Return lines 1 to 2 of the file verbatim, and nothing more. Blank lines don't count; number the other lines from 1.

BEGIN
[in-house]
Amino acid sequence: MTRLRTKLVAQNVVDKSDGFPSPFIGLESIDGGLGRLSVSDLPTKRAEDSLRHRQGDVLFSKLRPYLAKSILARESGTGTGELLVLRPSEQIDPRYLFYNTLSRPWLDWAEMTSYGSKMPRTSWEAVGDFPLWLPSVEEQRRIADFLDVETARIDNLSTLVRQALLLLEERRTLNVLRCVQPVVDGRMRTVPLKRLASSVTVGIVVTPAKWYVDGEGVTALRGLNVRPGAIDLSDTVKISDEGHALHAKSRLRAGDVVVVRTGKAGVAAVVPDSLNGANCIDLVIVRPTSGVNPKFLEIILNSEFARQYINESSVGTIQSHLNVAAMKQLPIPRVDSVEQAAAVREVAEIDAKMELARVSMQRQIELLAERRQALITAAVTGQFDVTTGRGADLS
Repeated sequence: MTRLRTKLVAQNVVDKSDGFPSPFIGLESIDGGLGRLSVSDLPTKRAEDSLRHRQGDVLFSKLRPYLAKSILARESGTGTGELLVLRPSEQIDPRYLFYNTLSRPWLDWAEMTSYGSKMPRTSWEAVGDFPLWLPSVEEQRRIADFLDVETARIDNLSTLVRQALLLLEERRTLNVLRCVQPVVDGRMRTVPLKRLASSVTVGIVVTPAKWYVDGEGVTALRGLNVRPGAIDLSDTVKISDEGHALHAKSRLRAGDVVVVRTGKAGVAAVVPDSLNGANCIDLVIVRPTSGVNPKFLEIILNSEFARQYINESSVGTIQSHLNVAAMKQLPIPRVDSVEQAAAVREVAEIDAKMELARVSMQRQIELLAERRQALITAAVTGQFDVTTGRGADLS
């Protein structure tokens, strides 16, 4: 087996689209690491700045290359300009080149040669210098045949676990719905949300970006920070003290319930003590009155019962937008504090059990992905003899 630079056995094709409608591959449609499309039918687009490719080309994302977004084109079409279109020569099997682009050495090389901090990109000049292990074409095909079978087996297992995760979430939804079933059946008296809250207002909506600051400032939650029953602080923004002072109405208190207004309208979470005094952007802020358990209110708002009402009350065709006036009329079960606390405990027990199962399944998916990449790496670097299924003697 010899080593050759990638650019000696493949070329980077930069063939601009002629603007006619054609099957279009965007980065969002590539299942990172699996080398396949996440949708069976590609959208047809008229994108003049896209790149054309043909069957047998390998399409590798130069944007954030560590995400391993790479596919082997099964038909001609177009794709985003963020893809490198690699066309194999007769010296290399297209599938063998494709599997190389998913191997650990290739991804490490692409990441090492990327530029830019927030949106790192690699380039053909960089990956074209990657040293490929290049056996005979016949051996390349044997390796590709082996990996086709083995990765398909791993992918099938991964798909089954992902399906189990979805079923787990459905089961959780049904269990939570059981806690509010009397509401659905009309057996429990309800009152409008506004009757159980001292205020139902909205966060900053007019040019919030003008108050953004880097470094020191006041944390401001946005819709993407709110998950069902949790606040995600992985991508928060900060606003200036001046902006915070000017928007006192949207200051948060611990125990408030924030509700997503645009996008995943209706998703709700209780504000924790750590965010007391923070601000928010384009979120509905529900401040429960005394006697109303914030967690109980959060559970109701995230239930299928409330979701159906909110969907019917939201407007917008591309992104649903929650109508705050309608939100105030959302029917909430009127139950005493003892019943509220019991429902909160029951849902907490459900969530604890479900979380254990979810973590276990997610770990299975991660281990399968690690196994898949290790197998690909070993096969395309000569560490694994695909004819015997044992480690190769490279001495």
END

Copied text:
[in-house]
Amino acid sequence: MTRLRTKLVAQNVVDKSDGFPSPFIGLESIDGGLGRLSVSDLPTKRAEDSLRHRQGDVLFSKLRPYLAKSILARESGTGTGELLVLRPSEQIDPRYLFYNTLSRPWLDWAEMTSYGSKMPRTSWEAVGDFPLWLPSVEEQRRIADFLDVETARIDNLSTLVRQALLLLEERRTLNVLRCVQPVVDGRMRTVPLKRLASSVTVGIVVTPAKWYVDGEGVTALRGLNVRPGAIDLSDTVKISDEGHALHAKSRLRAGDVVVVRTGKAGVAAVVPDSLNGANCIDLVIVRPTSGVNPKFLEIILNSEFARQYINESSVGTIQSHLNVAAMKQLPIPRVDSVEQAAAVREVAEIDAKMELARVSMQRQIELLAERRQALITAAVTGQFDVTTGRGADLS